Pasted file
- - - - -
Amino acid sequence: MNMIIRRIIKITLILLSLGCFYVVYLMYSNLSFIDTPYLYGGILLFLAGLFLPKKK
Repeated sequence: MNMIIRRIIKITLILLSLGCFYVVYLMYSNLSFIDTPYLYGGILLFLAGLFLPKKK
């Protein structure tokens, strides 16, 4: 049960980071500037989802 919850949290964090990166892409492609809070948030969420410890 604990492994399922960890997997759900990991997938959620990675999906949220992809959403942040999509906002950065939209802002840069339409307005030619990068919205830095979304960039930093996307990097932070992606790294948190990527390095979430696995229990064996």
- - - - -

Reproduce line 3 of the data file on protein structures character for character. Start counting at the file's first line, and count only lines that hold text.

């Protein structure tokens, strides 16, 4: 049960980071500037989802 919850949290964090990166892409492609809070948030969420410890 604990492994399922960890997997759900990991997938959620990675999906949220992809959403942040999509906002950065939209802002840069339409307005030619990068919205830095979304960039930093996307990097932070992606790294948190990527390095979430696995229990064996």